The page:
R wants us to have officially combed through his activities and his performance over the last year to prove that the “nominal” fee that he’s earned from us over the last year has done something for us; that is to say that she needs to know she couldn’t have done almost as good with our money by shoveling out of one CD and right into another one. This poor guy thinks he can call us 10 days before the contract expires (and three weeks before our wedding) and get us signed up for another fee, I mean, year. And when I say “call us”, I mean, “call me.”

Why? Intimidations aside, because this guy knows I’m WAY less worried than R is about the basis points he’s earning for managing our money. Why? Because I’ve had an advisor for the last six years, I’ve drawn off the interest and done lots of great things with it. AND I don’t really pay a lot of attention to the reports we get.

R, on the other hand, looked at last month’s report, saw a negative dollar figure that would’ve kept us in expensive shoes for 6 months, and is now doubting that risk in our money can EVER be positive. So she’s operating under the distinct impression that our advisor has officially cost us more money over the last year than he’s brought in. I told her I’d cut a big slit in a secret corner of the mattress this weekend & we’d buy an extra fire extinguisher, a gun, and a large dog. (Ironically, over the course of a year, however, those three things would cost a fair chunk more than our advisor’s fee.)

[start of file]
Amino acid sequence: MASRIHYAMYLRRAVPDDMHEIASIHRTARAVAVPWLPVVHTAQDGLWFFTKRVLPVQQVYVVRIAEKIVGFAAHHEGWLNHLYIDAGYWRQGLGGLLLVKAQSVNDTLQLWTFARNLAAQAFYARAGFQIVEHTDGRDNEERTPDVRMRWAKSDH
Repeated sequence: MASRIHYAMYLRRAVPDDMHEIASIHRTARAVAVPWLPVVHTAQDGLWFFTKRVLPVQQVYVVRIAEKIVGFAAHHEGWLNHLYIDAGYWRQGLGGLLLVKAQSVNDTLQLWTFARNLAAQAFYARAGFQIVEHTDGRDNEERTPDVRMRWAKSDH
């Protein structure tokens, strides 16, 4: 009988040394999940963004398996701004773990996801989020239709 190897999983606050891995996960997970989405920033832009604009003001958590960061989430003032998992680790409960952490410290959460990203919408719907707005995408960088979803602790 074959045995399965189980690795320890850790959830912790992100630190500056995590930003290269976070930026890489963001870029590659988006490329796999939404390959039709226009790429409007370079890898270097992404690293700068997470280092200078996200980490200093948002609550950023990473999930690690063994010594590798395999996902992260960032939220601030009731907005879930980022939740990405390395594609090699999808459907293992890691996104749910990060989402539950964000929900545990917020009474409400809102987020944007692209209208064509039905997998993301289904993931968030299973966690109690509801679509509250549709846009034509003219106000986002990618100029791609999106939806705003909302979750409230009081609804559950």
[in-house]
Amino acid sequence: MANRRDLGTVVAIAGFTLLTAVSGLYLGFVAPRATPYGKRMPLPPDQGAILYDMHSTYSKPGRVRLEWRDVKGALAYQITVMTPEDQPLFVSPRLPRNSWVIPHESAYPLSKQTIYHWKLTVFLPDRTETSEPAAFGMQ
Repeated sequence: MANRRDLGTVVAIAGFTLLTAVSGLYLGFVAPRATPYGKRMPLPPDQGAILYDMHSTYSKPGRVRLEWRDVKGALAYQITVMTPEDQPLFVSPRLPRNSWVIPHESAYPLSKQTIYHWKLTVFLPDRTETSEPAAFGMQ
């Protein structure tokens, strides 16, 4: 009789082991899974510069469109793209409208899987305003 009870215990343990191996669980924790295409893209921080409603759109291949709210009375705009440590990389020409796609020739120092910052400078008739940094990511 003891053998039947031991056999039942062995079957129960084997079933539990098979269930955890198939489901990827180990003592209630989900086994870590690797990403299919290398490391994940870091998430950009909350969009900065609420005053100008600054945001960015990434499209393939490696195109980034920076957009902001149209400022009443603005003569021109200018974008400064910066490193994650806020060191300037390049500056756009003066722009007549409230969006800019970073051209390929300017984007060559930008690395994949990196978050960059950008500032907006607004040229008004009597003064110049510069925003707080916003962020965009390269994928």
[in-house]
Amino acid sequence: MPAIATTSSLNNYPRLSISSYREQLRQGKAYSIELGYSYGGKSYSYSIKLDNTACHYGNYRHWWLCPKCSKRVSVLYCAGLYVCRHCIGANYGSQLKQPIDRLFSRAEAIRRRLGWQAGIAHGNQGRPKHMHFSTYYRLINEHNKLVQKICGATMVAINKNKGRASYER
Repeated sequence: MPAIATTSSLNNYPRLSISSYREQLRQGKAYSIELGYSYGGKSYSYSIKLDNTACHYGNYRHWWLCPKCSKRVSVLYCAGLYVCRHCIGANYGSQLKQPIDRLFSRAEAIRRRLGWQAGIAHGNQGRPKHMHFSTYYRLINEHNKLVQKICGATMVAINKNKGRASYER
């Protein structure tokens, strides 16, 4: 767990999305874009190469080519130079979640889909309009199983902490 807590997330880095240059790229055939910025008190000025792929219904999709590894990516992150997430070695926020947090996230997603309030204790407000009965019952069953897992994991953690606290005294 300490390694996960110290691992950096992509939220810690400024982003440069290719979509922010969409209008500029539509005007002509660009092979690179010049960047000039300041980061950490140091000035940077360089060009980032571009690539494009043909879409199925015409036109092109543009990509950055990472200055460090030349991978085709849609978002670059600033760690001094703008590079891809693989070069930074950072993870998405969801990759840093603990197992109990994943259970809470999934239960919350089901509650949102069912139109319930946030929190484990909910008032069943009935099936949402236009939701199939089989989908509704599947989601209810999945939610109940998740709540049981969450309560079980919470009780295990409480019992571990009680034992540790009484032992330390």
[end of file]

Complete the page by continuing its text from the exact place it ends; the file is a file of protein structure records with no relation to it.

In my opinion, without knowing the numbers for sure, he HAS made more for us than he’s cost us, and even after costs his return, I think, will prove greater than the 5-6% we would’ve gotten from CDs. Also in my opinion, this guy is trustworthy enough, and his advice/experience he brings to the table is well worth the fee, even though we may not be fully utilizing it yet (he’s good at the tax breaks, and he knows when things are selling at a discount, and he’s only asked for referrals once or twice). AND finally, my opinion says that we can’t freak out over one month, one quarter, or even one year of results – we’re both Finance people and we both have to recognize that measured risk (which is what I believe our advisor is taking on our behalf) will pay off over time.